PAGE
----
Scenery from Dial Rock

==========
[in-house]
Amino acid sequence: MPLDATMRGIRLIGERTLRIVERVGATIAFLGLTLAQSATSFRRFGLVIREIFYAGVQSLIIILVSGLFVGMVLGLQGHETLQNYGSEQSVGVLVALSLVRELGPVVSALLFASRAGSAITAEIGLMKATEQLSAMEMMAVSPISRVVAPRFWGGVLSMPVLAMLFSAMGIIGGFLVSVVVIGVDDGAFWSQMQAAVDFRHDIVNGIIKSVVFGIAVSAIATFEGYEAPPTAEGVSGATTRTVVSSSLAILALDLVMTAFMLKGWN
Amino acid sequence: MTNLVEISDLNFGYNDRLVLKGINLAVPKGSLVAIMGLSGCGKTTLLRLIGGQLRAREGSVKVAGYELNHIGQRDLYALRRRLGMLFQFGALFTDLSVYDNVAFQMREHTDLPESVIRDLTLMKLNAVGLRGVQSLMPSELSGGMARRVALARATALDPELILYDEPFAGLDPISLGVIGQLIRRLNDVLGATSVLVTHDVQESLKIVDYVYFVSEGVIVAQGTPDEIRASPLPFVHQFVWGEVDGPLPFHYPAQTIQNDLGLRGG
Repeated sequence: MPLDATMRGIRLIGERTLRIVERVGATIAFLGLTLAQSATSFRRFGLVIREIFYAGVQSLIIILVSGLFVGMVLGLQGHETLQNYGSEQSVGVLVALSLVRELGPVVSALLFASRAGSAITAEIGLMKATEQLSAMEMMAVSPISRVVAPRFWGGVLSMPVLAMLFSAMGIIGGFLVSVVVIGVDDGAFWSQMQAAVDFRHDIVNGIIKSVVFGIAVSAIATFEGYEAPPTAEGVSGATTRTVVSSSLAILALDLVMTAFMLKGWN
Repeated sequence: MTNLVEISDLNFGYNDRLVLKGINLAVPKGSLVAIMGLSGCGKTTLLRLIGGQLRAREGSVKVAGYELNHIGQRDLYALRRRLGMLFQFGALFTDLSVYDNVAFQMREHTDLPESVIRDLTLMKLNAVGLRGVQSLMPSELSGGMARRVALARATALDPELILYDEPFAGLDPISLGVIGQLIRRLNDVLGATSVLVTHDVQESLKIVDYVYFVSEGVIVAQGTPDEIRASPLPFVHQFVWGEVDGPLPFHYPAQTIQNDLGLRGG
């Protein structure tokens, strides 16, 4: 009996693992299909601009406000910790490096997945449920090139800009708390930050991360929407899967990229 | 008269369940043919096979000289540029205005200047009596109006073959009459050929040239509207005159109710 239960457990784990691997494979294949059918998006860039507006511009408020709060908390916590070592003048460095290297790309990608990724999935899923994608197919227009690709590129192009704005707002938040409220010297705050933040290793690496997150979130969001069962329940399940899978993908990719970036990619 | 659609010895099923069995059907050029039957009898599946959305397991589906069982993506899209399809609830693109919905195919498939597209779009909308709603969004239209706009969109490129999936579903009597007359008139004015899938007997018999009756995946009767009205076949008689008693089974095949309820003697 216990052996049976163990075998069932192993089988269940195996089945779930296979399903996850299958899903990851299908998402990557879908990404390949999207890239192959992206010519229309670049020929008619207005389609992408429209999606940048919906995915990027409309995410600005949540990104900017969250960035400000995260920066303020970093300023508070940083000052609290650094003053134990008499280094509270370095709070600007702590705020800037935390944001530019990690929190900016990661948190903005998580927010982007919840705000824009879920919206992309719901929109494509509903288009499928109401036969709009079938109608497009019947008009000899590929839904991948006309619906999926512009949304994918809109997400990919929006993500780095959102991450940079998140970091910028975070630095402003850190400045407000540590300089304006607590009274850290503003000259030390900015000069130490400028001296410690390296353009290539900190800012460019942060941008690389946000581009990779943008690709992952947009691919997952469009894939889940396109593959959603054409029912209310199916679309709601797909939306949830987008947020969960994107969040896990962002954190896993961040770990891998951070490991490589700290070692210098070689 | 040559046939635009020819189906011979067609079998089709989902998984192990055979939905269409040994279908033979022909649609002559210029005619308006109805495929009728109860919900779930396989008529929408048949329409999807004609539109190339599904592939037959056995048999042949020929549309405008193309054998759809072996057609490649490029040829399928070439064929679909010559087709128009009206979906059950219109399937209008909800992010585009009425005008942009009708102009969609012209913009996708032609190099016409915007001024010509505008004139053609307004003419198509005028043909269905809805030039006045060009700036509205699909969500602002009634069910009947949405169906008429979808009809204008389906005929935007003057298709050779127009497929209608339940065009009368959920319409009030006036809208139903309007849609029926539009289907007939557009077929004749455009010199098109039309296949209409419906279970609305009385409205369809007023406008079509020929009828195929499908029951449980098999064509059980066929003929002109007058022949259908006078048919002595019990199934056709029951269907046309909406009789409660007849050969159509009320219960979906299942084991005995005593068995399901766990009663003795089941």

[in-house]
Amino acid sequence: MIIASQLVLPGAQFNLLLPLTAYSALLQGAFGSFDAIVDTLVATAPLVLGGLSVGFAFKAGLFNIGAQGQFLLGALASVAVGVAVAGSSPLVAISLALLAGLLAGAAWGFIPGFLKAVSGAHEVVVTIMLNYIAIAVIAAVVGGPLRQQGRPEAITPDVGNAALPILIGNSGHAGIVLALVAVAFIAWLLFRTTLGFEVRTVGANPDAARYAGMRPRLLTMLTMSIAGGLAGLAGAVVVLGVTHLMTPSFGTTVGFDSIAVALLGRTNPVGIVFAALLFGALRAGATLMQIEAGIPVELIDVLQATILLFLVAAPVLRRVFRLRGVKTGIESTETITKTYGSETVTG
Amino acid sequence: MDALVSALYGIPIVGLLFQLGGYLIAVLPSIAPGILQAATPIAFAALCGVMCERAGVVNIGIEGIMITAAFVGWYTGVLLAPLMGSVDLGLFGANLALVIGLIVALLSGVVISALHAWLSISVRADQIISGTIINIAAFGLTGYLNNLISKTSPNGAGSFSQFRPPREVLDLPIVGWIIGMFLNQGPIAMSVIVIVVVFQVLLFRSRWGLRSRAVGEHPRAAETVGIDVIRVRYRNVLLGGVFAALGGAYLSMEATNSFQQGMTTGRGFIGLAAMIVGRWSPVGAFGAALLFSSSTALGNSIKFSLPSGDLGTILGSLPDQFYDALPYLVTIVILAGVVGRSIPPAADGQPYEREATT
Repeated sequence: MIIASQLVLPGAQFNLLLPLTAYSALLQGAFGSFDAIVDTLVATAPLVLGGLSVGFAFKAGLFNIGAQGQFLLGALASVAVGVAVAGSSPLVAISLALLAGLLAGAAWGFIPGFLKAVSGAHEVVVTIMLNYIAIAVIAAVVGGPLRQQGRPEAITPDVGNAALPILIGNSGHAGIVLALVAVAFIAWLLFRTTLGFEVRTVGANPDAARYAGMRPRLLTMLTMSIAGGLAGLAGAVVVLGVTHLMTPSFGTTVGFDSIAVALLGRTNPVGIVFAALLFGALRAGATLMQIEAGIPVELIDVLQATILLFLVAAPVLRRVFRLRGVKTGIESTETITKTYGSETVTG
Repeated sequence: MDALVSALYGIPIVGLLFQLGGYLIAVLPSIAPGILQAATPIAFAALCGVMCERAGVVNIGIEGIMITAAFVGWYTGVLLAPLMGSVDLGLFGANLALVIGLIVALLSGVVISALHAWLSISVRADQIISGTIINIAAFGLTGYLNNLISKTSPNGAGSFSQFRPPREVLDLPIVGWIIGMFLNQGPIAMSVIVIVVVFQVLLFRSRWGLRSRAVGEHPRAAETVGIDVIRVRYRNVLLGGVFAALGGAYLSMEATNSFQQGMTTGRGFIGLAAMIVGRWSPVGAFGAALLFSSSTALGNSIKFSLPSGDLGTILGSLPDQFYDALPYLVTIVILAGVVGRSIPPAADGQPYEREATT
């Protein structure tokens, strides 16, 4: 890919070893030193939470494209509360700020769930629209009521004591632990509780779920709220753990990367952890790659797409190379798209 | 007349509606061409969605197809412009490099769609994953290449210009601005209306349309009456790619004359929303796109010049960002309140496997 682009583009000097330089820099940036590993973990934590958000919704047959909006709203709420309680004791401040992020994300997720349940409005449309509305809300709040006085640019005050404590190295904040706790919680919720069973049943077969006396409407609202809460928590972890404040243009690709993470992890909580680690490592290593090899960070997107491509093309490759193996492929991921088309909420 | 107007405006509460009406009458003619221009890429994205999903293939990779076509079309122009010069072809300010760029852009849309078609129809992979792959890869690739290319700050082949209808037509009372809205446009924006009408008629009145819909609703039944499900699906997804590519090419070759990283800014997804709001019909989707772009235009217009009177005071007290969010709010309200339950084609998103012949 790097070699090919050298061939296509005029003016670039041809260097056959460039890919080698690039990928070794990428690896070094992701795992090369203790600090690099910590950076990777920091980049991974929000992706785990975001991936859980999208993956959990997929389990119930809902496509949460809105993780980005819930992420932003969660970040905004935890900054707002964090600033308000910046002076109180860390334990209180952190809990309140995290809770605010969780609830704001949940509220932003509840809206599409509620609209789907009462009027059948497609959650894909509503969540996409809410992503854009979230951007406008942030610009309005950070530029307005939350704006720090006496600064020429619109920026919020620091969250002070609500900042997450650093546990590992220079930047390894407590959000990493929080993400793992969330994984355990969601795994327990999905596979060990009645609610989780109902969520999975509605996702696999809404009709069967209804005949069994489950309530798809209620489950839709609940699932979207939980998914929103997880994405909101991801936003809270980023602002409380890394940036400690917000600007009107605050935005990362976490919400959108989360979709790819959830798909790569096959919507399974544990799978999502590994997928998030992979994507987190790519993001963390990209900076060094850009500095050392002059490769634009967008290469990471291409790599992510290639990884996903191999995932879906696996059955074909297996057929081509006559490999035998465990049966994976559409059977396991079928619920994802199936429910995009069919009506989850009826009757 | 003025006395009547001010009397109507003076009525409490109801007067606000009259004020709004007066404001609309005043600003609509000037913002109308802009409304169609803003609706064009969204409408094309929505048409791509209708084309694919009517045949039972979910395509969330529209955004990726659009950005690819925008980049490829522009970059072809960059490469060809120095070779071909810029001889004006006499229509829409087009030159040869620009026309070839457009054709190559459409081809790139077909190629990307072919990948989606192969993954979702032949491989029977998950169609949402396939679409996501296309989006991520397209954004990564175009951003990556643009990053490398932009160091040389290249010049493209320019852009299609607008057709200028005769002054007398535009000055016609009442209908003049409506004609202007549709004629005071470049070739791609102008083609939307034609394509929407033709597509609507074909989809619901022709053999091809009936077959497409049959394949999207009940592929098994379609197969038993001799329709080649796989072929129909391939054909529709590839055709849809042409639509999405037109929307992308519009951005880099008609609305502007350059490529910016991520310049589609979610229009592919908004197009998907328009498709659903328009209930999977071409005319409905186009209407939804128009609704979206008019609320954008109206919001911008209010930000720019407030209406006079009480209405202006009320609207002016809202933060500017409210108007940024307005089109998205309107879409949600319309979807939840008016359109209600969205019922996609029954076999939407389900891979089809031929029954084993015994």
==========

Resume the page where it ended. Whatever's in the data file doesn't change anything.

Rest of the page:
Descending into one of these dark pits, over loose rocks of immense size, from the hollows of which you expect, every moment, to see the head of a rattlesnake hissing and bidding defiance to your further progress, you find yourself soon at the bottom of the first cleft in the mountain; and then the painful and tedious ascent of the second rock begins, after which the visitor imagines all farther troubles are comparatively light.  A few yards to the eastward, after the top or summit is gained, will dispel this fond hope, and instead of affording an easy passage, opens to view another cleft still more grand and awful.  Here is seen the same wild confusion of rocks (themselves mountains), thrown together, as if nature had, at this place, collected the rubbish of her materials, in mountain-making.  This defile must be passed before the third rock can be scaled; the task of which having been accomplished, the visitor finds that on and on, to the east, the cliffs rise higher and higher, and he eagerly hunts a passage of the defile that he may gain the most elevated of this beautiful yet terrific array of rocky monuments.  Soon it is found, the third and fourth rocks are passed, and he finds himself, tired and thirsty, upon the summit of the fifth.  A basin of clear, ice-cold water invites him to quench his thirst, and proceed to the sixth rock, from the top of which he casts his eye down the beautiful Clinch valley, when lo! beauty indescribably presents itself.  Mountains rise above mountains, in endless succession, till far in the smoky distance his vision ceases to distinguish the faint outline of the Cumberland and the Tennessee mountains.  Looking to the north, he sees the great Flat-Top, from which others gradually fade into indistinctness, and imagination seems to say, There, there is the valley of the beautiful Ohio---the garden of commerce and industry.  To the west rises Morris's Knob, the highest point of Rich mountain, its summit kissing the very clouds, and seeming to bid defiance to the storms of heaven.  To the right, rise Paint Lick and Deskins' mountains, and nearly behind them, the rocky peaks of House and Barn mountains, in Russell county.  Far in the distance are seen ranges of Clinch mountain and its various spurs.  To the left is seen Wolf Creek knob, a continuation of Rich mountain.  Close at hand, the rocky sides and top of Elk-horn, and far in the distance, ridges of the Alleghany range.  From this beautiful scene the eye is directed down to the valley beneath, when a disposition to shrink back is felt.  The visitor now sees himself standing on the pinnacle of Dial Rock, overhanging the valley, fifteen hundred feet below him.  The scene, in the distance, is beautiful beyond description.  The scene around him is sublime beyond conception.  It is beyond the power of the wildest imagination to picture half of its grandeur.